The Boot on the Landscape
By IRIS CONLAY THERE can be nobody who has not made an ink blot and then noticed that the way it has spread across the paper makes a kind of picture. But surely few ink blots find their way into pub, Iii; art collections.
The " blots" of Alexander Cozens are now hanging in the Tate Gallery. (Alexander Cozens, some believe, was the natural son of Peter the Great. He painted in the 18th century, was drawing master at Eton, where he taught the young George Ill, his work is picturesqueclassical with touches of Chinoiserie and he was full of " theories.") Briefly. Cozens' blot theory worked in this way: the artist first made casual ink spillings on his paper, then he crumpled it up, and the result, when the paper was smoothed out again, served as a design for a deliberately contrived composition. It sounds crazy, but not only are Cozens' own compositions remarkable, but the idea is a classical one which the 18th-century eccentric did not wholly invent but adapted from older sources. Leonardo knew the principle — read this from his collected writings: " A painter cannot be said to aim at universality in the art unless be love equally every species of that art. For instance, if he delight only in landscape his can be esteemed only as a simple investigation; and as our friend Botticelli remarks, is but a vain study since by throwing a sponge impregnated with various colours against a wall, it leaves some spots upon it which appear like a landscape. It is true, also. that a variety of compositions may be seen in such spots, according to the disposition of mind with which they are considered; such as heads of men, various animals, battles, rocky scenes, seas, clouds, woods and the like. It may be compared to the sound of bells, which may seem to say whatever we choose to imagine."
And although Leonardo evidently did not incline towards the theory, the 11th-century Sting Ti, a Chinese painter, believed greatly in it. This is his exposition: "You should choose an old tumble-down wall and throw over it a piece of white silk,. The morning and evening you should gaze at it, until at length you can see the ruin through the silk — its prominences, its levels, its zig-zags. and its cleavages, storing them up in the mind and fixing them in the eye. Make the prominence your mountains, the lower parts your water. the hollows your ravines, the cracks your streams. the lighter parts your nearer points, the darker parts your more distant points. Get all these thoroughly inw you and soon you will see men, birds, plants and trees, flying and moving among them. You may then ply your brush according to your fancy and the result will be of heaven, not of men."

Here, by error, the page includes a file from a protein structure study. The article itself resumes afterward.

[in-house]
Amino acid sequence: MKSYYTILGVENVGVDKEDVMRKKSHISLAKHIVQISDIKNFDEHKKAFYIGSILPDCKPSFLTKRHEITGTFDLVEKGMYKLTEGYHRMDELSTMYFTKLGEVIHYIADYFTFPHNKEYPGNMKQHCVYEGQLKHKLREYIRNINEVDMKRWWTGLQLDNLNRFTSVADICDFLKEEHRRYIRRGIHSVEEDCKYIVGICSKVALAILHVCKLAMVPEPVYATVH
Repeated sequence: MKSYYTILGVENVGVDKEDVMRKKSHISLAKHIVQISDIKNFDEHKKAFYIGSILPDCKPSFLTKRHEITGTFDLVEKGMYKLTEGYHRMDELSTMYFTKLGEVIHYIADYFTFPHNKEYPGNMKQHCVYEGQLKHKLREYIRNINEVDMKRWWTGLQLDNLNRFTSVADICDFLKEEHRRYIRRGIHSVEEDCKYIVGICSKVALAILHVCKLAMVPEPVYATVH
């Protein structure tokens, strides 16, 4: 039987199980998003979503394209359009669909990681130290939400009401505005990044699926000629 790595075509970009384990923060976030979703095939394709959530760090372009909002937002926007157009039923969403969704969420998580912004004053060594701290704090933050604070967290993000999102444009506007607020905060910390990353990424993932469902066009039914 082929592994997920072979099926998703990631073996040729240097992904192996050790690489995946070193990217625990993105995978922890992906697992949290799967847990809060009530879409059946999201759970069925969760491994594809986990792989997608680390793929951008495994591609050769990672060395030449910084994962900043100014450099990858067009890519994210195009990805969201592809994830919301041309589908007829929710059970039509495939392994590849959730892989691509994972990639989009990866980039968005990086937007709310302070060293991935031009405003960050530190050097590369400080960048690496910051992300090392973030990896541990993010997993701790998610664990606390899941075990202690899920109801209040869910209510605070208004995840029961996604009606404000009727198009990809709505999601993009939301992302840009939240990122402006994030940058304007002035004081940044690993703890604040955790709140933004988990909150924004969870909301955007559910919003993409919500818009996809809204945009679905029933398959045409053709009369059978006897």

Cozens' own definition of " true genius " as the power which " conceives strongly, invents with originality and executes readily " might well be applied to the extraordinary work of Australian aborigines—not the aborigines still surviving to-day. they do not understand the primitive work in the caves of their ancestors at all—but that of the Stone Age aborigines now copied from the rocks and showing at Australia House.
To the European familiar with the Primitives of our continent. it is at first not at all strange to be confronted with haloed heads with human-like features which float against a background, sometimes of mountain or river and sometimes of other shadowy beings, half animal. half human. But looking longer at these "spirit children," and these " wond'ina," they appear to have no mouths. Like Byzantine saints they emerge figures often sad, always dignified and remote like rising suns front a dim past.
It is said. too, of these figures, that they are the shadows of ancestors thrown upon the rock walls before they finally sank undesgiound where they continued their lista as " rain
bow-serpents " entailer link with Cozens' method, more remote than the Chinese?